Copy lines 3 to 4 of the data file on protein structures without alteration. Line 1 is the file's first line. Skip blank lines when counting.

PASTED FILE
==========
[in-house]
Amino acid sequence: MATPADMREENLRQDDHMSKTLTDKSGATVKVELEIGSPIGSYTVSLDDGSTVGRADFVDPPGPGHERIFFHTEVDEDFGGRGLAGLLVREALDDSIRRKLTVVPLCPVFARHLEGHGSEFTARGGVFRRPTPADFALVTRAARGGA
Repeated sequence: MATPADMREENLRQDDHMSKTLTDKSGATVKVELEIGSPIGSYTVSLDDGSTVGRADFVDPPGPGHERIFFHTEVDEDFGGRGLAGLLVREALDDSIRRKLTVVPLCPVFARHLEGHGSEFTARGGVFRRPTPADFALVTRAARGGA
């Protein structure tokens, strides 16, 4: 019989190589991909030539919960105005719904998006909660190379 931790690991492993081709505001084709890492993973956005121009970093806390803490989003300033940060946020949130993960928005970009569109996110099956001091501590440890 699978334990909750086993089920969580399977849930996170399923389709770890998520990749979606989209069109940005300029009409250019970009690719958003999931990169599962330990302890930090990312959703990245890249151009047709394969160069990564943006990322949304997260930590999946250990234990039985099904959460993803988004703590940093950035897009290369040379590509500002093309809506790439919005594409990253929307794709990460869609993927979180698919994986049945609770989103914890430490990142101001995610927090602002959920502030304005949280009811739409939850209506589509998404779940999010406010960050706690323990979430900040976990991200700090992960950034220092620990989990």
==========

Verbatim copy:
Repeated sequence: MATPADMREENLRQDDHMSKTLTDKSGATVKVELEIGSPIGSYTVSLDDGSTVGRADFVDPPGPGHERIFFHTEVDEDFGGRGLAGLLVREALDDSIRRKLTVVPLCPVFARHLEGHGSEFTARGGVFRRPTPADFALVTRAARGGA
């Protein structure tokens, strides 16, 4: 019989190589991909030539919960105005719904998006909660190379 931790690991492993081709505001084709890492993973956005121009970093806390803490989003300033940060946020949130993960928005970009569109996110099956001091501590440890 699978334990909750086993089920969580399977849930996170399923389709770890998520990749979606989209069109940005300029009409250019970009690719958003999931990169599962330990302890930090990312959703990245890249151009047709394969160069990564943006990322949304997260930590999946250990234990039985099904959460993803988004703590940093950035897009290369040379590509500002093309809506790439919005594409990253929307794709990460869609993927979180698919994986049945609770989103914890430490990142101001995610927090602002959920502030304005949280009811739409939850209506589509998404779940999010406010960050706690323990979430900040976990991200700090992960950034220092620990989990």